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The Science of Compassion; and the Art of Letting Go


I thought I would write this blog before my journey for New Years. I hadn’t planned on writing this; but an inspiration arose in the most unlikely of places. So, I dedicate this blog to Robert Kelly Corbett; who through patience and a willingness to understand my gruffness, motivated me.

Also, I dedicate this blog to Jahi McMath; an angel that saw an unfulfilled life, cut short far too soon.


As a mother, I can only sympathize with Jahi’s mother. I cannot imagine losing one of my girls to a circumstance that seems so benign and pointless really. A tonsillectomy gone terribly, terribly wrong. I will not speculate as to these circumstances as I refuse to dishonor a child’s memory that way. She was and is innocent.

However, as a nurse that has seen more death than the average person; I cannot and do not agree with the family decision to keep this child alive. There are criteria that multiple physicians must use by law to determine brain death. It is not haphazard, nor happenstance. Unfortunately, there are rare miracles in this life, far too rare. The odds are stacked against Jahi that she would be one of those miracles.

There is a science to compassion. People often think of compassion as all warm and fuzzy, with sunshine around the edges. Reality is often not this way, and compassion must take a colder, harder, measured approach to this reality. According to Webster’s Dictionary a science is “the knowledge about or study of the natural world based on facts learned through experiments and observation”. Compassion can be experimented with and observed in the natural world. Compassion is sometimes not about warm and fuzzy; it’s about empathy, quality of life, and hard ass decisions. The science of compassion often bleeds into the art of letting go. I do not chose those words lightly.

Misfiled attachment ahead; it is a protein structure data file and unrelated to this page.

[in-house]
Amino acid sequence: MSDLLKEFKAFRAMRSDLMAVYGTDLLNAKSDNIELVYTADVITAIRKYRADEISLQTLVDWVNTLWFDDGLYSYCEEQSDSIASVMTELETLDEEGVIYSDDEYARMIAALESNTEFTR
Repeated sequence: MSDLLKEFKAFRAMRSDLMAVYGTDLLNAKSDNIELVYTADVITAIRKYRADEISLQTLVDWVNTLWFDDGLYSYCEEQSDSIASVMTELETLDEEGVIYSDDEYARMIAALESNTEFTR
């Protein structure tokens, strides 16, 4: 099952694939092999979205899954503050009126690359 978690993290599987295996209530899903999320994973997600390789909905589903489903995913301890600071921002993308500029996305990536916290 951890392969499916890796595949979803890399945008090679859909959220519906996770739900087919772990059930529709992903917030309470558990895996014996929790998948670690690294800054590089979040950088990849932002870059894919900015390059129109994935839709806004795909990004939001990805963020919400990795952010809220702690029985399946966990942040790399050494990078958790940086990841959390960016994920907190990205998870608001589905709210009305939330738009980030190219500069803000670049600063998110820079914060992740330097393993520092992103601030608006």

It is bleeding, it is loss; because you are letting go. It is painful, it is horrendous and often accompanies a torrent of tears. It is a part of our condition as humans; this art of letting go. Life can be so joyous and wondrous: It can also be devastatingly oppressive and dark. The question of the hour MUST be- “What would Jahi want if she could tell you?” I cannot assume to know. All I can see is pictures of her laughing and playing that are plastered all over the news: and she is no longer that child.


When I graduated nursing school we had to memorize the Nurse’s Oath. We were not allowed to have notes or cheat; we had to memorize it. It has never left me. So, for those that think I, and others like me, don’t deserve the “title” of nurse. A nurse isn’t a title: It isn’t a badge. It is who we are as people. Perhaps that piece of your humanity has gotten lost along the way. Despite all my years of seeing death and destruction in the ER/ Trauma ICU/ OR/ Recovery Room/ Cardiac Catheterization Lab/ Open Heart ICU/ Neuro-surgery ICU; I never lost my science of compassion- nor my art of letting go.

I solemnly pledge myself before God and in the presence of this assembly to pass my life in purity and to practise my profession
I shall abstain from whatever is deleterious and mischievous, and shall not take or knowingly administer any harmful drug.
I shall do all in my power to maintain and elevate the standard of my profession and will hold in confidence all
personal matters committed to my keeping and all family affairs coming to my knowledge in the practice of my
I shall be loyal to my work and devoted towards the welfare of those committed to my care.



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